Are problems with sex inevitable as men age? Ask the GP DR MARTIN SCURR
For the past 15 years or so, I’ve not been able to get the erections I used to. Is this simply an age thing? I am 68, but lean and very fit. I exercise regularly (sit ups, weights, etc), play a lot of badminton and I eat extremely well.
David Brennan, by email.
A decline in erectile function is a very common problem — studies show it affects half of all men between the ages of 40 and 70 to varying degrees, but men are often too embarrassed to seek help, so there will be many readers grateful for your letter. Erectile problems can have a number of causes but, by far, the most common is an issue with vascular function.
To achieve and sustain an erection you need an increase in blood flow into the penis.
Central to this is a chemical messenger called nitric oxide, which relaxes the muscles that control the blood vessels of the penis, allowing them to stretch and fill with blood. But certain things can disrupt the release of nitric oxide — including smoking, diabetes and a deficiency of the male hormone testosterone that can occur with age.
A decline in erectile function is a very common problem — studies show it affects half of all men between the ages of 40 and 70 to varying degrees (File image)
Diabetes can harm sexual response in another way, as it’s associated with raised levels of cholesterol that can clog up the tiny blood vessels in the penis.
High blood pressure can have a similar effect, reducing blood flow. This is why erectile dysfunction is now regarded as a marker for coronary artery disease.
READ MORE: Many men will experience erectile dysfunction: Here are things to know – and 5 simple steps that could help
You clearly have a healthy lifestyle, but I would still recommend seeing a doctor who can arrange blood tests to look for signs of diabetes and low testosterone (testosterone levels decline with age, but that decline is accelerated in men with type 2 diabetes — a third of men with type 2 have low testosterone).
You may also need an ultrasound scan to look at the blood flow in the vessels that supply the penis to see if narrowed arteries are to blame.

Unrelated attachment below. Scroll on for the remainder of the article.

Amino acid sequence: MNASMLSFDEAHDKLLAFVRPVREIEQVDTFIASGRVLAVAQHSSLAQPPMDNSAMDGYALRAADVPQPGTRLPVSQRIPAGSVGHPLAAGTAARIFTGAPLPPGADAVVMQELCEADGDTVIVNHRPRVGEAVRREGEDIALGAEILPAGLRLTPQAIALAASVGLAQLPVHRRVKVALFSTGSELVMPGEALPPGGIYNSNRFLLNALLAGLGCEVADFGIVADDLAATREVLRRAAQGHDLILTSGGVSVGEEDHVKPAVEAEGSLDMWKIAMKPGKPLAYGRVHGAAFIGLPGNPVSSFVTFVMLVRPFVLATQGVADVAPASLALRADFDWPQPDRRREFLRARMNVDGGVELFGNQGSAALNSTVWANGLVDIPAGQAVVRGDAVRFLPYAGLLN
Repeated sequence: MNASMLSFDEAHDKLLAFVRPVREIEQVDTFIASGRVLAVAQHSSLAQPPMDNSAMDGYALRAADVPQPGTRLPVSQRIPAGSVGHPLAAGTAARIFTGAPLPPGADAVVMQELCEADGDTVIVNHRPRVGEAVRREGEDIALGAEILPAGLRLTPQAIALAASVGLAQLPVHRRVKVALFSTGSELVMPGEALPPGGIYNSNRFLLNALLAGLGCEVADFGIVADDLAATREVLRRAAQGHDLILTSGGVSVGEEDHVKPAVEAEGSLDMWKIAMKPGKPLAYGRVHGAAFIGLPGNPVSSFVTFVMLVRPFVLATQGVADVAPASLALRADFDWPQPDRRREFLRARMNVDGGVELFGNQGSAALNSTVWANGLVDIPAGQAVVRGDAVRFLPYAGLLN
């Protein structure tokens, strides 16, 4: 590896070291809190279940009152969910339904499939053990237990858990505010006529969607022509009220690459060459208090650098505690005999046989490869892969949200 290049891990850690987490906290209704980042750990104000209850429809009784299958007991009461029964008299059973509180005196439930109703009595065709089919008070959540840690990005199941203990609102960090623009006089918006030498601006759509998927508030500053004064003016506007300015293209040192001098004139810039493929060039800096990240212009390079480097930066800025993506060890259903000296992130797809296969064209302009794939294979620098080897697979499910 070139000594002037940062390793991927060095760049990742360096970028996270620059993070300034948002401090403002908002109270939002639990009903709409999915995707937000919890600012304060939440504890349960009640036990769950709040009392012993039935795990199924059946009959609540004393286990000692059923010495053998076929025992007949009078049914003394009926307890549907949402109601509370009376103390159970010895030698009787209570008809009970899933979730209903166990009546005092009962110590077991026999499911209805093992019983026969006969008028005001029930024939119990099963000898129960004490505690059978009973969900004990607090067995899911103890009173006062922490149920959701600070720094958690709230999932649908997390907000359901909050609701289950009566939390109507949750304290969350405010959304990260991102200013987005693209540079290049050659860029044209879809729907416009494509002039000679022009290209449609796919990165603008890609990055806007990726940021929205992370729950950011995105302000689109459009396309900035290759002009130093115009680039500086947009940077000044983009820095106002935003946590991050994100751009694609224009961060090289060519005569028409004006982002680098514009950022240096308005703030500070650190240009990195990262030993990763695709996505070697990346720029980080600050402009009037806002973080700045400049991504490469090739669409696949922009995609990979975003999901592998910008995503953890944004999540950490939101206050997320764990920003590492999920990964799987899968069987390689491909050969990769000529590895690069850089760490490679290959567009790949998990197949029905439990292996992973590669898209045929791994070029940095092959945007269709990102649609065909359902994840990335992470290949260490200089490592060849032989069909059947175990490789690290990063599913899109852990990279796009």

You mention in your longer letter that you’re worried that eating anti-inflammatory foods might be the cause: in fact, I know of no data confirming that there are any food or drink choices, apart from alcohol, that lead to erectile failure.
Last year, I had a leaking heart valve replaced and am thinking of buying a vibration plate. I am 82 — would it be a safe way to exercise?
Mrs M. Donegan, Tunbridge Wells, Kent.
In my view, it’s safe for you to use a vibration plate, but I do have a caveat.
First, however, for the benefit of other readers, let me explain that a vibration plate is a piece of kit you stand, sit or lean on as it vibrates vigorously. The theory is that this stimulates your muscles.
The big question is, will it do you any good?
A vibration plate is a piece of kit you stand, sit or lean on as it vibrates vigorously (File image)
The idea is the vibrating platform transmits energy through the body which forces muscles to contract, as if you are exercising. There are claims that using one for just 15 minutes daily aids weight loss, and has a number of beneficial effects on metabolism, such as fat burning and reducing levels of the hormone cortisol, so it’s also a stress buster.
However, there is no high-quality independent research to confirm these claims. Contrast that with cardiac rehabilitation, a supervised exercise programme available on the NHS, where you’re given an exercise programme, dietary advice and support, and where there is clear evidence to show that this can reduce the risk of premature death in patients with coronary heart disease.
It also undoubtedly improves long-term outcomes for patients who, like you, have had heart valve surgery.
My worry is that, while a vibration plate might potentially provide a degree of improvement in fitness, it also provides an excuse to refrain from what we already know is the best activity available — regular physical exercise in some shape or form, as long as there are no other health problems (such as severe hip or knee arthritis) that might prevent you from doing it.
In my view… When your pills make you ill
It’s striking when a patient is diagnosed with type 2 diabetes without having the obvious risk factors, such as obesity and a family (or genetic) history.
Medication may be a factor: we’ve known for some time, for instance, that statins appear to trigger the condition in around 2 per cent of those taking these drugs long-term — though we don’t know why this happens.
A study of 50,000 people, carried out last year by researchers in Italy, showed that the chances of developing diabetes when taking a proton pump inhibitor are increased in proportion to the duration of treatment (File image)
Now there’s a new culprit: proton pump inhibitors. A study of 50,000 people, carried out last year by researchers in Italy, showed that the chances of developing diabetes when taking a proton pump inhibitor (e.g. omeprazole or lansoprazole) are increased in proportion to the duration of treatment. Again, the mechanism is not clear. Proton pump inhibitors help suppress stomach acid and many people are on them long-term, for chronic reflux, for example.
This recent finding may influence decisions about how best to treat that condition, tipping the balance in favour of anti-reflux surgery as distinct from long-term medication.
Write to Dr Scurr
- Write to Dr Scurr at Good Health, Daily Mail, 9 Derry Street, London W8 5HY or email drmartin@dailymail. co.uk — include your contact details. Dr Scurr cannot enter into personal correspondence. Replies should be taken in a general context and always consult your own GP with any health worries.
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